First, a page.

Directed by: Rod Holcomb
Starring: John Travolta, Joey Lawrence, Bernie Casey, Hector Elizondo, Marilu Henner, and Benjamin Bratt
Scott Barnes (Travolta) is a Miami-area social worker whose problem is he cares too much. He left his former life of working in advertising and being an alcoholic behind so he could try to make a difference to the downtrodden. He becomes personally involved in the life of 13-year-old Tommy (Lawrence), becoming almost a father figure to him. When Tommy is kidnapped by a local supergang, cleverly called the “Youth Incentive Program” - because it doesn’t sound like a gang name - and they force Tommy to work around the clock packaging crack into vials, Scott Barnes gets mad. After, of course, trying to get help from the local authorities - Sgt. Falco (Casey) and Lt. Ortega (Elizondo) - and failing, Scott Barnes does what only Scott Barnes can do - he summons all the awesome power of social work and goes on a rogue, one-man mission to free Tommy from his CHAINS OF GOLD! Of course, there’s also a love interest (Henner), and the final confrontation with arch-baddie Carlos (Bratt). Will Scott Barnes be the new action hero for the 90’s? Find out today...
Because it stars Joey Lawrence and John Travolta, it’s “Whoa!” vs. “Aw Geez!” in the cinematic team-up you always wished would happen, and actually did. Sure, this was made in the “dark period” immediately preceding Pulp Fiction (1994) for Travolta - but he seems to be giving his all, and you really care about the plight of Scott Barnes. He’s the social worker we all wish we had. Naturally, during the course of his social work, he gets into car chases, foot chases, shootouts, punch-ups, gets tortured, and gets thrown into a pit of alligators. Like any good drama about the hard life of a social worker, there is a pit of alligators.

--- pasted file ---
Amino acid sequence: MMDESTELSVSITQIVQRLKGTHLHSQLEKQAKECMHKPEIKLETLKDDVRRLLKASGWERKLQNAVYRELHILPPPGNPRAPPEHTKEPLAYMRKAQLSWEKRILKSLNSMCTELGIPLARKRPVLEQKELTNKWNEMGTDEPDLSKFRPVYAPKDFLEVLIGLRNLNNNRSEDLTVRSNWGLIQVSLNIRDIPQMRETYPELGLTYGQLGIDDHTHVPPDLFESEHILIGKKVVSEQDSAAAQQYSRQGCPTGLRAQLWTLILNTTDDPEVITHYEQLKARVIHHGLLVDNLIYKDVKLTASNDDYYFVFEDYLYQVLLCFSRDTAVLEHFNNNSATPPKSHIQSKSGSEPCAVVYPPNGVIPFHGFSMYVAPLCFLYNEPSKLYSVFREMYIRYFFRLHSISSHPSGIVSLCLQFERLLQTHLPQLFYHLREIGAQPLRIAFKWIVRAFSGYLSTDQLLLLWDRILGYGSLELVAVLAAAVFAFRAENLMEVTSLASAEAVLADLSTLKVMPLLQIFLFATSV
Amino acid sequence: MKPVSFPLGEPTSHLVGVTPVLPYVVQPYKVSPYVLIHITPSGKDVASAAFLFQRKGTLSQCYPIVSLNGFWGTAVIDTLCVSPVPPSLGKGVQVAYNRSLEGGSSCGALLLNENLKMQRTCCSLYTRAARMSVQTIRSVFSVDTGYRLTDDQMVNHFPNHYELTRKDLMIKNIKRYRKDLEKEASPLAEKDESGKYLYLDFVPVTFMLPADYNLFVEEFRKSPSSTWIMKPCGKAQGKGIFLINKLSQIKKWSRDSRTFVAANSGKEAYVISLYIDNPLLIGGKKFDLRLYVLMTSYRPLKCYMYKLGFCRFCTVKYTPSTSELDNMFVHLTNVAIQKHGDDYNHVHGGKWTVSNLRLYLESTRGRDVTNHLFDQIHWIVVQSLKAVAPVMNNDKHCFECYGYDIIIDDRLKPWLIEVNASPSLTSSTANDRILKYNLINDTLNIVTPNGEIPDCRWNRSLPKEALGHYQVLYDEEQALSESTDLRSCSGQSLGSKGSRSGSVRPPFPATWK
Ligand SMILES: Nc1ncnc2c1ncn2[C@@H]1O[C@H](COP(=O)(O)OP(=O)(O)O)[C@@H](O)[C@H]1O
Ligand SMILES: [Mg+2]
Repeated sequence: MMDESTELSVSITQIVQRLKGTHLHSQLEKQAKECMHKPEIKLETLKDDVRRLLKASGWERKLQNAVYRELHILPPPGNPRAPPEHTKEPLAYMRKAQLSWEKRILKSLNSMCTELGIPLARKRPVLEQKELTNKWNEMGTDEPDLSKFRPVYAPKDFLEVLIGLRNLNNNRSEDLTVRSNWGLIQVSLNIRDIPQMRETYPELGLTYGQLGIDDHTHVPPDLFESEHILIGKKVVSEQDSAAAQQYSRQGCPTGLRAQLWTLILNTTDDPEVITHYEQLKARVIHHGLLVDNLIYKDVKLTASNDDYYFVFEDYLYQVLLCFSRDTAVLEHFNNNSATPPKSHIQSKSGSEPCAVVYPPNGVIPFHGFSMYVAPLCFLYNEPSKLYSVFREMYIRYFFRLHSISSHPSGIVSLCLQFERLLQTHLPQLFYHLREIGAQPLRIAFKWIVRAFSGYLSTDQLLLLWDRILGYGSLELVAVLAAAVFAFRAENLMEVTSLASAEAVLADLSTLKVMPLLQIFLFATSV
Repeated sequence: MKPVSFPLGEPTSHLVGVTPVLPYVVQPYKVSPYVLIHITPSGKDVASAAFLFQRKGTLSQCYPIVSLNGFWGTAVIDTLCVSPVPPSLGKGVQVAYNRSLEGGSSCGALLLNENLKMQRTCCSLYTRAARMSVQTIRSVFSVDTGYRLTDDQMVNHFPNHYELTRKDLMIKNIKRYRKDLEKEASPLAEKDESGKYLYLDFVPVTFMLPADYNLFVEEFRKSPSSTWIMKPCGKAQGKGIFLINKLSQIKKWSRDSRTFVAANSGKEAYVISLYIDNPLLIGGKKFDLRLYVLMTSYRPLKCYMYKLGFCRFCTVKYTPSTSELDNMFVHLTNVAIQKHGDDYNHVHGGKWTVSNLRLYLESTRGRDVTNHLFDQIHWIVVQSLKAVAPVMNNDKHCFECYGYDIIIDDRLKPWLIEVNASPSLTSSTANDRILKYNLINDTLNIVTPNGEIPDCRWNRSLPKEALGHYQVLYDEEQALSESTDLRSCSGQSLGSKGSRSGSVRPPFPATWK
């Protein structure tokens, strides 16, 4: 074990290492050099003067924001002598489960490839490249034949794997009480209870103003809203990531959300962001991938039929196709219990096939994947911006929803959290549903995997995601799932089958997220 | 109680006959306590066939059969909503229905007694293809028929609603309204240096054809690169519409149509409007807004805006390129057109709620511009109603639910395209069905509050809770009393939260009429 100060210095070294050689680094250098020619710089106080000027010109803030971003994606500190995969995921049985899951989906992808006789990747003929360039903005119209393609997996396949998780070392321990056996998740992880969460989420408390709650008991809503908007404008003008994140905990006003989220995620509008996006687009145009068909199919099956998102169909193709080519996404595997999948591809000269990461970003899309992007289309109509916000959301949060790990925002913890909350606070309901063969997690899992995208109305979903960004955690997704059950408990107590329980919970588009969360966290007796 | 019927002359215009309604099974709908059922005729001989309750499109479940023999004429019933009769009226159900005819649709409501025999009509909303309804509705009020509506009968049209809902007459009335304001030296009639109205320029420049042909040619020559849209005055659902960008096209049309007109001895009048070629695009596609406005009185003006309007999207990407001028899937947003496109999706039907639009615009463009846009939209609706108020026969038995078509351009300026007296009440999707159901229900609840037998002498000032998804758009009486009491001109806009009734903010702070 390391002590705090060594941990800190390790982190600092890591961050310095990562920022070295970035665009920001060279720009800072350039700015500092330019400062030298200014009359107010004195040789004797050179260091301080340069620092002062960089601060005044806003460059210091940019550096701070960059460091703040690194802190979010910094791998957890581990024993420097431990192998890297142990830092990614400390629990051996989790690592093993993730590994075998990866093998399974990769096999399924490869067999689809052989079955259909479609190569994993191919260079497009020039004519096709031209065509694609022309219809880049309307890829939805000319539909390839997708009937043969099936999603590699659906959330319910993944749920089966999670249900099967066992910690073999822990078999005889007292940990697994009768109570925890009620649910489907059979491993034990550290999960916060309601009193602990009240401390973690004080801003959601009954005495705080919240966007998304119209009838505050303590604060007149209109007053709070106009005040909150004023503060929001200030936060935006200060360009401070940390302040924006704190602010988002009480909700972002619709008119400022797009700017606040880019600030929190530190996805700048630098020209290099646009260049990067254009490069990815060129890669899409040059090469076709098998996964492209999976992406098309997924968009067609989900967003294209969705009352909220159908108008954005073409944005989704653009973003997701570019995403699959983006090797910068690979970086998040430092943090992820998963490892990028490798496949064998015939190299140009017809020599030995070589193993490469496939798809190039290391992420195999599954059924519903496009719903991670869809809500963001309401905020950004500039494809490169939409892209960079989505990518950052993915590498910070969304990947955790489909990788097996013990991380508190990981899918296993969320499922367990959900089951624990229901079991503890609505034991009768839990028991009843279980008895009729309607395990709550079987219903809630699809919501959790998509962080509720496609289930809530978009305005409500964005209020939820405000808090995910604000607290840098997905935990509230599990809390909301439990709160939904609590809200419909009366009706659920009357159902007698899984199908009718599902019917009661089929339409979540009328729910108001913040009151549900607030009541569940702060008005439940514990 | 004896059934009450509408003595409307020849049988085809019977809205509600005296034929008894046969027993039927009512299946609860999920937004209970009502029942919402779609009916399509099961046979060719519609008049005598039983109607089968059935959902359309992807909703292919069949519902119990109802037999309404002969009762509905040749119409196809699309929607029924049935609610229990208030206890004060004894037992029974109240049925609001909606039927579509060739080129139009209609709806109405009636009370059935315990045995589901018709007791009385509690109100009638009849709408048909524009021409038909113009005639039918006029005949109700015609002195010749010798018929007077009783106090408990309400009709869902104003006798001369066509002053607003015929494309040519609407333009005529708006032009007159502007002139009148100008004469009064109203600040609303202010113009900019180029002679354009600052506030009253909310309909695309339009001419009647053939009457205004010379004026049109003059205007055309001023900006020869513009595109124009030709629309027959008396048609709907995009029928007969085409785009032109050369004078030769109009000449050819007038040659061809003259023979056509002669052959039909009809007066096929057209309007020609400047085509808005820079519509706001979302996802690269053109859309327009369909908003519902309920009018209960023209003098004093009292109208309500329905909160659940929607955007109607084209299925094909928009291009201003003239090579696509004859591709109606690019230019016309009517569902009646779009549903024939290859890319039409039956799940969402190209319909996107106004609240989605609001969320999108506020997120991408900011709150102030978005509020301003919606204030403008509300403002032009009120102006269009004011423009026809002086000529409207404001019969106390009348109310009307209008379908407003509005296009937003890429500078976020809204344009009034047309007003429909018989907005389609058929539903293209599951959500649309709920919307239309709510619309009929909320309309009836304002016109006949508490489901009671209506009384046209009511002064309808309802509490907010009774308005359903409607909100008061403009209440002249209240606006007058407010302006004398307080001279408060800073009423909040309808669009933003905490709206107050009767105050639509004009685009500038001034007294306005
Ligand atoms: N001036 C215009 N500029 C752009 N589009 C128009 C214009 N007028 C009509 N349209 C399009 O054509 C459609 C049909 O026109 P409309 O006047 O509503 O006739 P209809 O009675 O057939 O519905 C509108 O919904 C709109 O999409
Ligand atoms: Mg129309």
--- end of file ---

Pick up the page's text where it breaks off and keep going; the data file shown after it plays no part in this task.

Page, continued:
Though this reference may only make sense to die-hard fans of our site, Chains of Gold is a bit like a cross between Liberty and Bash (1989) and Short Fuse (1986) - with the only difference being that this time around, when Travolta sees a local Hispanic hoodlum steal a briefcase from a pedestrian, he slickly tries to blend in with the streets and says “hey, ese, give me the case!” You see, Barnes is an X-treme social worker who smokes cigarettes, puts his life on the line for his clients, and, to prove he’s a good influence on Tommy, he spends time with him breaking windows with rocks at a building in the area.
Bernie Casey is also here as a cop who is close to retirement - no surprises there - but instead of the classic scene where the Chief tells a rogue cop to turn in his badge and gun, there is a similar scene where Barnes’s boss dismisses him, but because he doesn’t have a badge or gun, he just leaves. He spends his time undercover with the YIP gang, the members of which think it’s such a badass name, they get YIP tattoos to prove their loyalty. This might be the first recorded instance of not a COTE (Cop On The Edge), but a SWOTE (Social Worker On The Edge).
It’s great to see Terl himself get in on the action - Travolta even gets a co-writing credit on the film (presumably he pressured the other writers for more chances to say “aw geez!”). In most of the movies on this site, there is usually an explanation for why the hero has such advanced fighting skills - he’s a former cop, ex-military, previously a bounty hunter, U.S. Marshal, black belt in several different forms of Martial Arts, or left the Navy SEALS because it wasn’t challenging enough. Something like that. Not so here, which is what’s so funny about Chains Of Gold - no explanation is ever given for why Scott Barnes thinks he can take down a thousands-strong street gang and enter into gunplay and hand-to-hand combat with hardened criminals. I guess it’s all part of the “sparkle” of Chains of Gold.
So for a serious drama about social work, look elsewhere...wait, no. Look HERE. Thanks to the magic of the direct-to-cable, R-rated John Travolta action drama, we think we found DCF’s next recruiting video.
Comeuppance Review by: Ty and Brett